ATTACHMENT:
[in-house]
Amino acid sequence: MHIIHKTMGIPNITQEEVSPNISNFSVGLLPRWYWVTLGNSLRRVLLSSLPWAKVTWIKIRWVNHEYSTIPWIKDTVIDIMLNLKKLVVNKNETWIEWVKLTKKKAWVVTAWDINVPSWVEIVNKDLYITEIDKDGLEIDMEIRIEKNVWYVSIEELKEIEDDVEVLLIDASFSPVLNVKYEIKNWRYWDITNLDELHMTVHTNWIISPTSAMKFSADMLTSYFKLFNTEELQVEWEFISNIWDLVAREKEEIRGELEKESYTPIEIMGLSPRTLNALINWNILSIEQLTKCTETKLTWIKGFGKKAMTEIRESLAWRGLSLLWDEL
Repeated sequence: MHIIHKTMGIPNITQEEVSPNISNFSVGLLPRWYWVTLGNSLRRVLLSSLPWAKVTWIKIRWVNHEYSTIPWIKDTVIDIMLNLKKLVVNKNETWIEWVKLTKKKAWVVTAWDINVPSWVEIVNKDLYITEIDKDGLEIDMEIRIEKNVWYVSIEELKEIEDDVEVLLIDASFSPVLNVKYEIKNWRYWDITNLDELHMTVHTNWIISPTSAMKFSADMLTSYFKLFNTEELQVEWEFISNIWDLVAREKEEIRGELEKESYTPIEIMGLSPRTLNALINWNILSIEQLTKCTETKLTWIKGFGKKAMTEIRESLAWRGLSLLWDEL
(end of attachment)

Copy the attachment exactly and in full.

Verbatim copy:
[in-house]
Amino acid sequence: MHIIHKTMGIPNITQEEVSPNISNFSVGLLPRWYWVTLGNSLRRVLLSSLPWAKVTWIKIRWVNHEYSTIPWIKDTVIDIMLNLKKLVVNKNETWIEWVKLTKKKAWVVTAWDINVPSWVEIVNKDLYITEIDKDGLEIDMEIRIEKNVWYVSIEELKEIEDDVEVLLIDASFSPVLNVKYEIKNWRYWDITNLDELHMTVHTNWIISPTSAMKFSADMLTSYFKLFNTEELQVEWEFISNIWDLVAREKEEIRGELEKESYTPIEIMGLSPRTLNALINWNILSIEQLTKCTETKLTWIKGFGKKAMTEIRESLAWRGLSLLWDEL
Repeated sequence: MHIIHKTMGIPNITQEEVSPNISNFSVGLLPRWYWVTLGNSLRRVLLSSLPWAKVTWIKIRWVNHEYSTIPWIKDTVIDIMLNLKKLVVNKNETWIEWVKLTKKKAWVVTAWDINVPSWVEIVNKDLYITEIDKDGLEIDMEIRIEKNVWYVSIEELKEIEDDVEVLLIDASFSPVLNVKYEIKNWRYWDITNLDELHMTVHTNWIISPTSAMKFSADMLTSYFKLFNTEELQVEWEFISNIWDLVAREKEEIRGELEKESYTPIEIMGLSPRTLNALINWNILSIEQLTKCTETKLTWIKGFGKKAMTEIRESLAWRGLSLLWDEL